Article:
Like when I quit piano lessons (something I actually regret 13 years later) because I was trying to get involved in activities at school, and I became more interested in the drums. He supported me.

When I wanted to go to Thailand for a Christian mission trip with my college group, he supported me. He even bought me a digital camera for the trip.

My father always accepted me despite my obvious flaws and always encouraged me to overcome them, even in the few times I didn’t. He always pushed me to be better than I am, but never held me to some unreachable standard.

He was always happy to impart wisdom to me and help me think things through.

It is obvious to me that my dad has always wanted me to succeed, and he never hesitates to tell me how proud he is of me, even at times when I’m not particularly proud of myself.

And he’s always happy when I succeed. He expects me to succeed, not as some sort of ego extension, but just because he thinks that highly of me. And even then, he always seems impressed with me.

As my perceptions of God have been changing quite a bit recently, I’d have to expect that if God exists and is truly good, then all love must come from God in some manner. If that’s the case, then it’s just another example of God’s overwhelming greatness and the love God has for us.

I hope that assessment is true, but whether or not, I don’t think calling yourself a Christian has all that much to do with how you love people or how good of a parent or spouse or lover or friend you are.

Honestly, I don’t know where love comes from, but I know my dad loves me and the rest of our family.

And I hope to follow his example, regardless of what I believe.


Why I’m not signing a petition against Mark Driscoll

*Trigger Warning for rape and spiritual abuse (but don’t worry–if you get upset, just click on any mention of Driscoll’s name for an adorable fluffy bunny)*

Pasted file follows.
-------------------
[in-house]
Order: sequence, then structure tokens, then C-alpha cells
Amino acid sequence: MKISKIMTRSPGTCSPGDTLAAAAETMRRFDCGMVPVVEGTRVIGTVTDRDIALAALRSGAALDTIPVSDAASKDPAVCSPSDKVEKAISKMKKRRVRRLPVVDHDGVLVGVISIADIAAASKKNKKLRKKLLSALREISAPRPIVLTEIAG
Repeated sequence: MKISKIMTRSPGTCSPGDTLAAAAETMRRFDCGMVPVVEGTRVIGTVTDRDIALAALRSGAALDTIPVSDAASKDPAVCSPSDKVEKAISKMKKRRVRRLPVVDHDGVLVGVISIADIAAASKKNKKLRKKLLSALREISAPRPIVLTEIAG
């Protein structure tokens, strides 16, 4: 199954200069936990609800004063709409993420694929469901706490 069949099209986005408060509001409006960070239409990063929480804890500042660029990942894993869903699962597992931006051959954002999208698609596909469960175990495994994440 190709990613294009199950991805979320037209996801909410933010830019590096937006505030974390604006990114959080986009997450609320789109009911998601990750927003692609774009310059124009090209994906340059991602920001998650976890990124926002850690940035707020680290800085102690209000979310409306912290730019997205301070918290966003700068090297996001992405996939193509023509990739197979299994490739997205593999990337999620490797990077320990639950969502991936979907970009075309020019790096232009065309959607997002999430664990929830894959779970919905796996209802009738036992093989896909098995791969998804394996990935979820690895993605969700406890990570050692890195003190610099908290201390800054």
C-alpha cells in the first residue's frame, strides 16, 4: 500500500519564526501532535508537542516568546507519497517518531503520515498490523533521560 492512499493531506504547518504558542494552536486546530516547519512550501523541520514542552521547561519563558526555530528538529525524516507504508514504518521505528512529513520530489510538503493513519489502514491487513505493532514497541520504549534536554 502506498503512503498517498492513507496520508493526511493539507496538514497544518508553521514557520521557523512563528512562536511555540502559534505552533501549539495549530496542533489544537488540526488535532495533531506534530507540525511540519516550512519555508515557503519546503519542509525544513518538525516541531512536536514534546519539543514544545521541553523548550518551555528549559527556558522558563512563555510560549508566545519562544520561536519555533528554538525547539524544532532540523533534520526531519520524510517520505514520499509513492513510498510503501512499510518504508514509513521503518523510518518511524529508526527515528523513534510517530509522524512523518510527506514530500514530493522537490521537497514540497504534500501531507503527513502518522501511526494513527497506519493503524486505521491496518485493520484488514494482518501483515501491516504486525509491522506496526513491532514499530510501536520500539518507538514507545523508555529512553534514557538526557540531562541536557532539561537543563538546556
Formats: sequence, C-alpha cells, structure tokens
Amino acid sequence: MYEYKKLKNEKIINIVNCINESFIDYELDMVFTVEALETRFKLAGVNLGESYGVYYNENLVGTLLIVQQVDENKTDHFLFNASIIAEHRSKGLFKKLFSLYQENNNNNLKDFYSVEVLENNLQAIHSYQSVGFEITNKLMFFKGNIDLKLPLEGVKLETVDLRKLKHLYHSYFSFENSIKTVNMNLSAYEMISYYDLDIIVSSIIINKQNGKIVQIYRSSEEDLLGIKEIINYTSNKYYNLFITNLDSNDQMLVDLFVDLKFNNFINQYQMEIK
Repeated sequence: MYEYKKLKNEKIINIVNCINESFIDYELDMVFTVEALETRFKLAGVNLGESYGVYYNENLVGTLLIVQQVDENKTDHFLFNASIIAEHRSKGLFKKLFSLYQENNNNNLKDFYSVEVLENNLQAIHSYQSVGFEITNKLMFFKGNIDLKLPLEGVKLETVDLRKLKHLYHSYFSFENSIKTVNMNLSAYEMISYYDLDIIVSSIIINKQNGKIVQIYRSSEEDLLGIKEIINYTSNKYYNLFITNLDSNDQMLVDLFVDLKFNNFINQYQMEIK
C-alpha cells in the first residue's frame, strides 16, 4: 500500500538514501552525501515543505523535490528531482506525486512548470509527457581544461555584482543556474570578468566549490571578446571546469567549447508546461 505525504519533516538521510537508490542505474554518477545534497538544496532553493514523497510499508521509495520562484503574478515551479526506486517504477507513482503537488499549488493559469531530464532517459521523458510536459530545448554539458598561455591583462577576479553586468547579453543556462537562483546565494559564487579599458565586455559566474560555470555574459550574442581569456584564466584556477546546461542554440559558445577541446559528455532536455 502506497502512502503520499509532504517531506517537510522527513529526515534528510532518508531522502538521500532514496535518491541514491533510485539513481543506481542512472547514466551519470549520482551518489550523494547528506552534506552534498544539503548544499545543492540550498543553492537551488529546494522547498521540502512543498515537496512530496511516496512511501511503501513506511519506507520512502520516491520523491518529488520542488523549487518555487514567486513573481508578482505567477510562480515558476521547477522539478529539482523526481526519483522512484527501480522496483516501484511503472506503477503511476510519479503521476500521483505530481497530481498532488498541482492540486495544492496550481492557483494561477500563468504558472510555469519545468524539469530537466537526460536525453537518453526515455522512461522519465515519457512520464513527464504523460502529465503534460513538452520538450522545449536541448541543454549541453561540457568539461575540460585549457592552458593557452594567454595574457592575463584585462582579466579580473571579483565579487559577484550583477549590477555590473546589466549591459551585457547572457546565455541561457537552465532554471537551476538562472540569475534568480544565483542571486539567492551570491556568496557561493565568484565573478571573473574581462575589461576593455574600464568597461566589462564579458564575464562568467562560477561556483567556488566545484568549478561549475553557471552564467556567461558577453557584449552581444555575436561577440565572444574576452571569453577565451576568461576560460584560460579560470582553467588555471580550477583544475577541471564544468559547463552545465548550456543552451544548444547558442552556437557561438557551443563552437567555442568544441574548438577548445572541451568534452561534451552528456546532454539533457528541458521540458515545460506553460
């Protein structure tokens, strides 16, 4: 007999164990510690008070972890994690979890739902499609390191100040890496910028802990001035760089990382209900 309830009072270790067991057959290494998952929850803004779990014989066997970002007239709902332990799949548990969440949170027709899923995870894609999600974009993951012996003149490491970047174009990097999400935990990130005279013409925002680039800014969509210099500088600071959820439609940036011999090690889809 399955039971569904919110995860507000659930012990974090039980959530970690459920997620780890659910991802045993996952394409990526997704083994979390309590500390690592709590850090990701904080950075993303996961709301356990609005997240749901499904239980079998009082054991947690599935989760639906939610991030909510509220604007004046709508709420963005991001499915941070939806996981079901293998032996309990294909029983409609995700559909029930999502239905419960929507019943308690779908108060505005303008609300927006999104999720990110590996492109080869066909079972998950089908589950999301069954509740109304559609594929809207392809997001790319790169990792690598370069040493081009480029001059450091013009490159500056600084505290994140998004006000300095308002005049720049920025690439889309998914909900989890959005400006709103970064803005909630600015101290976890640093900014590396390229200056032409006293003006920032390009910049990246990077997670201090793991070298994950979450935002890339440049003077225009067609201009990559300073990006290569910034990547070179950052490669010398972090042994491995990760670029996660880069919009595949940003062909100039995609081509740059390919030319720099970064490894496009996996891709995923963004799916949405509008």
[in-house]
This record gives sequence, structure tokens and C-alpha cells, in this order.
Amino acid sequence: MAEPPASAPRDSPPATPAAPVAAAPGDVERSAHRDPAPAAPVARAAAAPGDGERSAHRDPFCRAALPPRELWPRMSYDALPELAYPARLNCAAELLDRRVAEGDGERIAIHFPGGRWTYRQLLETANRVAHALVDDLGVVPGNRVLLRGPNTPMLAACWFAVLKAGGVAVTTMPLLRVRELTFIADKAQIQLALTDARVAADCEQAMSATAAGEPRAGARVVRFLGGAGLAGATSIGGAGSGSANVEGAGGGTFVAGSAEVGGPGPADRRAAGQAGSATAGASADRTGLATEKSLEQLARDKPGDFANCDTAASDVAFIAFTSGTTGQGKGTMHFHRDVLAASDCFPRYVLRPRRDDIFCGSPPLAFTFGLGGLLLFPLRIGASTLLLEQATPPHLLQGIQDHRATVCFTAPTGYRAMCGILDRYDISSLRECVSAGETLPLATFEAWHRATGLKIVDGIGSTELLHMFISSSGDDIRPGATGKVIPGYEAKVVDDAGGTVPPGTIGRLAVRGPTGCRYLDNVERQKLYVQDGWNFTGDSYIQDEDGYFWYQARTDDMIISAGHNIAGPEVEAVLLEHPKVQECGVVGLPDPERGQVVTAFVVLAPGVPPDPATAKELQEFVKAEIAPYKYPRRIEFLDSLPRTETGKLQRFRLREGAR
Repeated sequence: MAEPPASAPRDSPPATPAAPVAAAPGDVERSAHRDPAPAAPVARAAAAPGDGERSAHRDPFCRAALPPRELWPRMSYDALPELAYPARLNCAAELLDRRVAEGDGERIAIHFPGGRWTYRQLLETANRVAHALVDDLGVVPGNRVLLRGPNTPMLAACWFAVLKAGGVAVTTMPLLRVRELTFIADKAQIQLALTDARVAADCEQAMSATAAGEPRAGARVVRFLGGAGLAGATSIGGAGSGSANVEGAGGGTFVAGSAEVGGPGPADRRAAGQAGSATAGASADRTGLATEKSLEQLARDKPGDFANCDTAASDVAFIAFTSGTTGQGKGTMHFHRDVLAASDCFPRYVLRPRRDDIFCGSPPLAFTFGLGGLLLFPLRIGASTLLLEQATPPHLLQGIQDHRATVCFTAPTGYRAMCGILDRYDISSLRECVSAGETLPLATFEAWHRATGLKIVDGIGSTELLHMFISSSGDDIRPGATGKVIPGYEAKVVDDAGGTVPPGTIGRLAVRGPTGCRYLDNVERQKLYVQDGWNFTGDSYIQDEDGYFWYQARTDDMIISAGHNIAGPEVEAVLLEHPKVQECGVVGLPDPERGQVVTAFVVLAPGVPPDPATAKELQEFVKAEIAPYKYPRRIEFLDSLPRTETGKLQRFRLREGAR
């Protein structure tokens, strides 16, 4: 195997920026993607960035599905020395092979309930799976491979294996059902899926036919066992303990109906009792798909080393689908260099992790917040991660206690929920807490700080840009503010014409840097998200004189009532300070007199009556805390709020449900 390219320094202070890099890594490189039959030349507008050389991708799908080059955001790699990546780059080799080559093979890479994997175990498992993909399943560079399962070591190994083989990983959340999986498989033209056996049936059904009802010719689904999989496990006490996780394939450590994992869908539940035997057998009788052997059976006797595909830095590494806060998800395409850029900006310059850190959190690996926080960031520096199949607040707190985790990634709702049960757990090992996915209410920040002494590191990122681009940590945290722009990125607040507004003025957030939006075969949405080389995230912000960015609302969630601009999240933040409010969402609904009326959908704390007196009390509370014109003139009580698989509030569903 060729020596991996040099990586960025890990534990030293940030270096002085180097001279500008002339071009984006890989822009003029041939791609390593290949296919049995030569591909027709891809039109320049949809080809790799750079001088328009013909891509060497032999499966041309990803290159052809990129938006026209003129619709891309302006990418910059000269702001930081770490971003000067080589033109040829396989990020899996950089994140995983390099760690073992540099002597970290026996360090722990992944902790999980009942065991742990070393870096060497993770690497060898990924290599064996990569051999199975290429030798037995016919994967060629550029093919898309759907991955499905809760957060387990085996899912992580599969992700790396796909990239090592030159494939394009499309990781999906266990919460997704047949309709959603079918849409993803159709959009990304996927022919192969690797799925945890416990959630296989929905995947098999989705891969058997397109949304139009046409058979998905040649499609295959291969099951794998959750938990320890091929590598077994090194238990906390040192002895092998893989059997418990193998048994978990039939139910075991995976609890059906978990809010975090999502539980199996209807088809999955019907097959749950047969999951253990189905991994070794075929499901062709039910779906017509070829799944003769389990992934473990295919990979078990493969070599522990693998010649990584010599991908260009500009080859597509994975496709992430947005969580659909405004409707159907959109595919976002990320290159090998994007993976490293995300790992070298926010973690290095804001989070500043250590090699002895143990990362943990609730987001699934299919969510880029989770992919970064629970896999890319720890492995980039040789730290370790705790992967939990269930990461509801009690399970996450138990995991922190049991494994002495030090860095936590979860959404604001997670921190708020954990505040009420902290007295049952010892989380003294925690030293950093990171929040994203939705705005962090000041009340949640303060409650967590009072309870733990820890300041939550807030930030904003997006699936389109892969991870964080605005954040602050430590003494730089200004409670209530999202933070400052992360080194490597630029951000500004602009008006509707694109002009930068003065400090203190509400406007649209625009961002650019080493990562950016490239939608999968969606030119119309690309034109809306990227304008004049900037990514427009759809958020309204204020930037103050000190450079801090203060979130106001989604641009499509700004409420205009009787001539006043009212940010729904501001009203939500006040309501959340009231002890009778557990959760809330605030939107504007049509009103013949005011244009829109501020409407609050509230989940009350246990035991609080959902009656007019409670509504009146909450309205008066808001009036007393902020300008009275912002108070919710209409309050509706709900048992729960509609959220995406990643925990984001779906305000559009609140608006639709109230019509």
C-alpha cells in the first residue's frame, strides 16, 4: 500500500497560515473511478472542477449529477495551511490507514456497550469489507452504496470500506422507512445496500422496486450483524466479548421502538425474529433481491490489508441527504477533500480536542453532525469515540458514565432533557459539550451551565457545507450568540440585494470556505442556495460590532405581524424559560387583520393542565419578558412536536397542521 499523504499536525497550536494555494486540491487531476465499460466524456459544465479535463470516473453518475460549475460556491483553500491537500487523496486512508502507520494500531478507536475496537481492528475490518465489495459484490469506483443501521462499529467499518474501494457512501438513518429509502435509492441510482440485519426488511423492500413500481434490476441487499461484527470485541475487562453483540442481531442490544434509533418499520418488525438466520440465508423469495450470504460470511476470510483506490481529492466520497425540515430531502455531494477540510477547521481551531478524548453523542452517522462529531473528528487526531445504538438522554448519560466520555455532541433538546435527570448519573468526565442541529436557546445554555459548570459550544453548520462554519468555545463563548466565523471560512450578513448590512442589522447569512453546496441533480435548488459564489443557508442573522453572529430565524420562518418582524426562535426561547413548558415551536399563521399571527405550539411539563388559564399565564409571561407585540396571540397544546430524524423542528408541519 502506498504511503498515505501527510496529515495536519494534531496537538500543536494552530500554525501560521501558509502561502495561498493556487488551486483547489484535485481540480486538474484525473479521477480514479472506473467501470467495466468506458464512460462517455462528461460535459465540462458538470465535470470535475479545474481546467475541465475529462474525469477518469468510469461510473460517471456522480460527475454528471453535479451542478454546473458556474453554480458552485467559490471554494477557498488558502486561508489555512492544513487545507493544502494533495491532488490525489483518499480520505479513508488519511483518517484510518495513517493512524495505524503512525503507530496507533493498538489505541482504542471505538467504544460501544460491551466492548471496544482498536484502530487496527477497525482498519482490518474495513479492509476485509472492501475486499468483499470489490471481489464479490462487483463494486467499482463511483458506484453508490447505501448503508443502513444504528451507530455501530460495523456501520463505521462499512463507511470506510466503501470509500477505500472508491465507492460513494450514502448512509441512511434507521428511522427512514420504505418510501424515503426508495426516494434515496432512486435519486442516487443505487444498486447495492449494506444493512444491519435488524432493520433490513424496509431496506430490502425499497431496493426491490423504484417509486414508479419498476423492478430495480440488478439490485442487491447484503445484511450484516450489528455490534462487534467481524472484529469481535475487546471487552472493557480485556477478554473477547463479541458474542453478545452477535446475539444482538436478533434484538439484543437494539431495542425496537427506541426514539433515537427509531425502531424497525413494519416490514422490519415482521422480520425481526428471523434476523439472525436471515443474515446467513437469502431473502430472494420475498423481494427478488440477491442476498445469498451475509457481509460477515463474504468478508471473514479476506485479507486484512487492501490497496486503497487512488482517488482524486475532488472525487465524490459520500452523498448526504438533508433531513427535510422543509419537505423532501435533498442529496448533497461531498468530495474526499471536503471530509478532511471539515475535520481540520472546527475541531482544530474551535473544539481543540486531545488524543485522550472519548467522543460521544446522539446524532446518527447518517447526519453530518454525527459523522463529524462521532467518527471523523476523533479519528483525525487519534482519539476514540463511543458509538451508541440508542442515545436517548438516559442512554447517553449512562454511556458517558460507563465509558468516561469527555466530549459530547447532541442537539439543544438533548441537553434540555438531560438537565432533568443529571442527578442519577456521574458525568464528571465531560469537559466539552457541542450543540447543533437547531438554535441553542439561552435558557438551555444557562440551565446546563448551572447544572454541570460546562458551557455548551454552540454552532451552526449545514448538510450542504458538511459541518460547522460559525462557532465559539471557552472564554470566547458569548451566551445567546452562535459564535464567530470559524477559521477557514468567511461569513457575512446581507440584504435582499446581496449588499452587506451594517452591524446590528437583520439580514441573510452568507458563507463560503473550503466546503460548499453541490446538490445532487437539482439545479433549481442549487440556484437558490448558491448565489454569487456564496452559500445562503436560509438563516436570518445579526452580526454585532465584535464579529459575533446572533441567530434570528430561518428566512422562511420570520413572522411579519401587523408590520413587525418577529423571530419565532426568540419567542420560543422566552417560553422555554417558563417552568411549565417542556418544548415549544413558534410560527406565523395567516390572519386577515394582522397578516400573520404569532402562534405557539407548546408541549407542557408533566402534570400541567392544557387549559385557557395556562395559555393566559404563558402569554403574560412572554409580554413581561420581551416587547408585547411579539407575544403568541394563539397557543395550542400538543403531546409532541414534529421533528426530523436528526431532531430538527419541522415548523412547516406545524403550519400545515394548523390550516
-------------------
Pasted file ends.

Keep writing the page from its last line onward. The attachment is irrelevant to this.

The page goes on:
In case you’re not as obsessed with the Christian blogosphere as I am, there’s been a petition going around asking Liberty University to keep Mark Driscoll from speaking there. When I saw the petition being circulated by several progressive bloggers, you know this radical feminist had to check it out. So, I clicked, and I read and…

(are you sitting down for this?)

I’m not going to sign it.

Go ahead and check your calendars. It’s not April Fool’s Day. I mean it. I’m not going to sign that petition and let me tell you why.

First, let me share with you some of the text of the petition, found, in whole, here.

How would your founder Jerry Falwell respond to a preacher who taught this in his writing and speaking?

“In conjunction with the rhythm method of birth control, it is possible to use anal sex as an option.”

“Jesus Christ commands you to [perform oral sex on your husband]…

Some of you are sitting here going, “Is this happening? Is this really happening?” Yes it is. [Laughter from audience.]…And he says that, “Your vagina is a garden.” It has wonderful smells and it has wonderful tastes. It’s a garden. . . . He talks about how much he loves her vagina. Many women feel awkward about this. The husband needs to tell the wife, “It’s beautiful. It tastes well. It smells well. You keep yourself well. I enjoy it. It’s a garden to me.”

I see only one problem with the words of Mark Driscoll that are mentioned in this petition (and it’s a huge problem) and that is the line, “Jesus Christ commands you to [perform oral sex on your husband].”